- Founded by James Conlon, one of the world’s most important and successful advocates for the music of composers suppressed by the Nazis
- Maintains the world’s most valued web site on the topic of music suppressed by the Nazis
- Encourages the performance of this music by professional and pre-professional musicians
- Serves as a major resource through its web site and through consultation for musicians and organizations seeking information and guidance in the preparation of programs featuring music by suppressed composers
- Raises awareness in the academic community of the importance of these composers in the history of twentieth-century music
- Provides lectures and multi-media programs, often with live music, for organizations and institutions
- Constantly seeks new ways to bring greater attention to the music, lives and influence of composers suppressed by the Nazis
Mission and Vision
The OREL Foundation
The mission of The OREL Foundation is to encourage interest in and, especially, the performance of works by composers suppressed as a result of Nazi policies from 1933 to 1945 in order to allow the greater musical community of today and tomorrow the opportunity to determine the place of these composers and their works in the history and canon of twentieth-century music.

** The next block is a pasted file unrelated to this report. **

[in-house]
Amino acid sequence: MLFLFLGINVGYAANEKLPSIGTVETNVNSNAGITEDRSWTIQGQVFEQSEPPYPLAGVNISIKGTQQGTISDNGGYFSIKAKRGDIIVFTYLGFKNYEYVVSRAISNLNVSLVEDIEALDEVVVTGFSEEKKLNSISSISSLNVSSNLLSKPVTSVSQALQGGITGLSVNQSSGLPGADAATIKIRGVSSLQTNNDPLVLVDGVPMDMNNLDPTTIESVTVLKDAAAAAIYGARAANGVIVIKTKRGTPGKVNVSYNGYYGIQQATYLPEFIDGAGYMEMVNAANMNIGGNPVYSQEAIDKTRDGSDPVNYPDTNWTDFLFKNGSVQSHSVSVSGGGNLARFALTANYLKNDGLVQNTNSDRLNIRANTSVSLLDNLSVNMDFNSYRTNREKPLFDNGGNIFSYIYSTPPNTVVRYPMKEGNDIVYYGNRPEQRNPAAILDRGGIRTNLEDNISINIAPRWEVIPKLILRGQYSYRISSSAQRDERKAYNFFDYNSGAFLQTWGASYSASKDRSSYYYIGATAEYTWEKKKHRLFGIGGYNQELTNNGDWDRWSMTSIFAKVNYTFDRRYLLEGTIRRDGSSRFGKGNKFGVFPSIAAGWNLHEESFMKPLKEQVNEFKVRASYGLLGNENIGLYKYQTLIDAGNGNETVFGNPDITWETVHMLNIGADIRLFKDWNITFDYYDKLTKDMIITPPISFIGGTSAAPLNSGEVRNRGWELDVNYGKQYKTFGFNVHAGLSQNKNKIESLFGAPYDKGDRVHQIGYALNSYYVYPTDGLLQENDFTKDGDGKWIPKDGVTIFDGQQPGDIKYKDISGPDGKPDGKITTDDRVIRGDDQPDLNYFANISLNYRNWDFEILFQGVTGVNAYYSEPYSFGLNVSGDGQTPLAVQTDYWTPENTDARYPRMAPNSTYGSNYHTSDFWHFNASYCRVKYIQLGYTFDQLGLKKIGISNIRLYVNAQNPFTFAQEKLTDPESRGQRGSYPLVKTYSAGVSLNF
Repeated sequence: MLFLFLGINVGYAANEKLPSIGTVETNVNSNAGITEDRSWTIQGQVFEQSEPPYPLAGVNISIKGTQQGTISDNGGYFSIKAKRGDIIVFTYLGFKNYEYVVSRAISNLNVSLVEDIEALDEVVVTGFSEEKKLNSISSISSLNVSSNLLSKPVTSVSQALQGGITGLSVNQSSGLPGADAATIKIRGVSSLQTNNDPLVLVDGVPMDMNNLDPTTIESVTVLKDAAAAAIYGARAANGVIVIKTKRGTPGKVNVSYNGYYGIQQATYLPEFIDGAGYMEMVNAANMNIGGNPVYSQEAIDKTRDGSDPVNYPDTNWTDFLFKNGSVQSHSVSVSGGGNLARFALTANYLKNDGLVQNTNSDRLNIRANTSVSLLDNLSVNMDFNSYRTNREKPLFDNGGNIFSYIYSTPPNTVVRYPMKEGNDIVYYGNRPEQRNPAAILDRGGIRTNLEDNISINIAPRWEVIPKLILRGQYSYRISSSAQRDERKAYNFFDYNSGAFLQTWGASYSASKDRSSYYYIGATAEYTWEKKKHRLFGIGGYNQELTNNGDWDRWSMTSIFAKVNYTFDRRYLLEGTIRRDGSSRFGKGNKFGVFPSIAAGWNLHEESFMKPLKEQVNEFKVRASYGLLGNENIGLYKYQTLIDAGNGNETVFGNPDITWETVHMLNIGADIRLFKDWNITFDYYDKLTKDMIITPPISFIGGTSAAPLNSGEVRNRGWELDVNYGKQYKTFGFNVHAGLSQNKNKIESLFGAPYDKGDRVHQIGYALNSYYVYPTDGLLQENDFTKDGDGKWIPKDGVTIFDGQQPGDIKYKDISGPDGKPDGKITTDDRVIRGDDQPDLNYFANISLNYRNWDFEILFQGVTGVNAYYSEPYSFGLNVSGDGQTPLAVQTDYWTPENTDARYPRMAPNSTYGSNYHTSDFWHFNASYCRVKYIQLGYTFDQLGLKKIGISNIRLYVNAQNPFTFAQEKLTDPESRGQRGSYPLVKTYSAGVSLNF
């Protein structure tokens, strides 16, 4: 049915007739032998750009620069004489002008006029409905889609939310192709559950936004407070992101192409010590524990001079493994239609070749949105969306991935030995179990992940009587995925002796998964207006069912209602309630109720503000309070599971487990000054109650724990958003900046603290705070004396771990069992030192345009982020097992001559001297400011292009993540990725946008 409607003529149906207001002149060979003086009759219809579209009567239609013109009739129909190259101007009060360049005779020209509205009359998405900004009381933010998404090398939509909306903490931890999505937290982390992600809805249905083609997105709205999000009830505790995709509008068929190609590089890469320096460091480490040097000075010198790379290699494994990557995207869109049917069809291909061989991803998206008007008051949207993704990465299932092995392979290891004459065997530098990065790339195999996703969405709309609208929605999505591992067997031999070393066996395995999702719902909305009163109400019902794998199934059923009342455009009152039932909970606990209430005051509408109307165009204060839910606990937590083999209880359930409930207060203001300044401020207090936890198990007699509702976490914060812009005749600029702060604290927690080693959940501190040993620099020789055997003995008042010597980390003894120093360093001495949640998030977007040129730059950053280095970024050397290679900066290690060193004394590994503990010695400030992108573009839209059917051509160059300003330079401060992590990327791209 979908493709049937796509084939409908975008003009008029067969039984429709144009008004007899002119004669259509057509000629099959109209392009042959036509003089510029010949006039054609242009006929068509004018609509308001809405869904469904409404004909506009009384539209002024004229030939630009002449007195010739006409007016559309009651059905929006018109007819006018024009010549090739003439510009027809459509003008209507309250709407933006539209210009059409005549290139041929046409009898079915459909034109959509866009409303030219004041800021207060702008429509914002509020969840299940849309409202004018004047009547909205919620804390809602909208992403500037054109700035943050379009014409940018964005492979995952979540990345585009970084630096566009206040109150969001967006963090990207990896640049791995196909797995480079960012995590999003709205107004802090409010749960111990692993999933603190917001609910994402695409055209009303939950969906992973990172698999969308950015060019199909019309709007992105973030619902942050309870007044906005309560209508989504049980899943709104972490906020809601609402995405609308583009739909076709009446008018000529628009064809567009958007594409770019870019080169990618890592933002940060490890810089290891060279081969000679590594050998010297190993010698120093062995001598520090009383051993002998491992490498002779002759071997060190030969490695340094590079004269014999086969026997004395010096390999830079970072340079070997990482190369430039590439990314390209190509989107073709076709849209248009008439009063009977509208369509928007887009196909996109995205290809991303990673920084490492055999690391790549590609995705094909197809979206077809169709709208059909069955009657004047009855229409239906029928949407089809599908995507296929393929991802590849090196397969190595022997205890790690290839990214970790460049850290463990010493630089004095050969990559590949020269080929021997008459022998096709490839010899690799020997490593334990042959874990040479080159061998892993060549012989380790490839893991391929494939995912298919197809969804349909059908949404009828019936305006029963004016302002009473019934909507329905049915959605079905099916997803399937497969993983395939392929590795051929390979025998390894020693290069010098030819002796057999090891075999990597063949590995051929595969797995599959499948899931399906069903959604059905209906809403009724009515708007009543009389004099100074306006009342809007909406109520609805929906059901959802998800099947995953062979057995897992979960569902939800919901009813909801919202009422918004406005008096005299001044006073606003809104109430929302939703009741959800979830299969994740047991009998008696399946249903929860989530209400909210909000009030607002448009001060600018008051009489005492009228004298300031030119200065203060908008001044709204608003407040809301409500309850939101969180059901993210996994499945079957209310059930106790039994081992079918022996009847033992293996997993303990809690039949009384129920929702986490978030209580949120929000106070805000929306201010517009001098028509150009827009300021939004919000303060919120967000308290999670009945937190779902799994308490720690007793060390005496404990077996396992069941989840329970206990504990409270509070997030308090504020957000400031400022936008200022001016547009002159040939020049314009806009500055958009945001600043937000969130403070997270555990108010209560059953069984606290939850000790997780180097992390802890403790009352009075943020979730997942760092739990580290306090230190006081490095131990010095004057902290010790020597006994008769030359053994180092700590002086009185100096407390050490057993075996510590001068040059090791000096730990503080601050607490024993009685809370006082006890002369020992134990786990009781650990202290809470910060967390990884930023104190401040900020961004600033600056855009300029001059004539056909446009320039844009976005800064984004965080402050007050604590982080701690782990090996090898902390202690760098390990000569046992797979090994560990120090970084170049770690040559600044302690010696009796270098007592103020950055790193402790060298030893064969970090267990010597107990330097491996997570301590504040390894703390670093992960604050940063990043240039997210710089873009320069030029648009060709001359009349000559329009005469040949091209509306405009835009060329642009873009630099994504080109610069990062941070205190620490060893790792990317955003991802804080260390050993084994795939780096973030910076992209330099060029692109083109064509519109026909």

This mission will be accomplished through a variety of means including performance, research, teaching, conferences, public lectures, publications and other media, as well as the most resourceful web site in the English language.
In the decades to come, the repertoire of opera companies, orchestras, chamber music and solo recital performances will be significantly enhanced by the addition of masterworks of the first half of the twentieth century that had been relatively unknown to musicians and music lovers since the end of the Second World War. The names and works of composers such as Alexander Zemlinsky, Franz Schreker, Erwin Schulhoff, Viktor Ullmann and others will be as well known as the names of many twentieth-century composers whose names and works were more or less exempt from the repressive policies within the Nazi sphere of influence.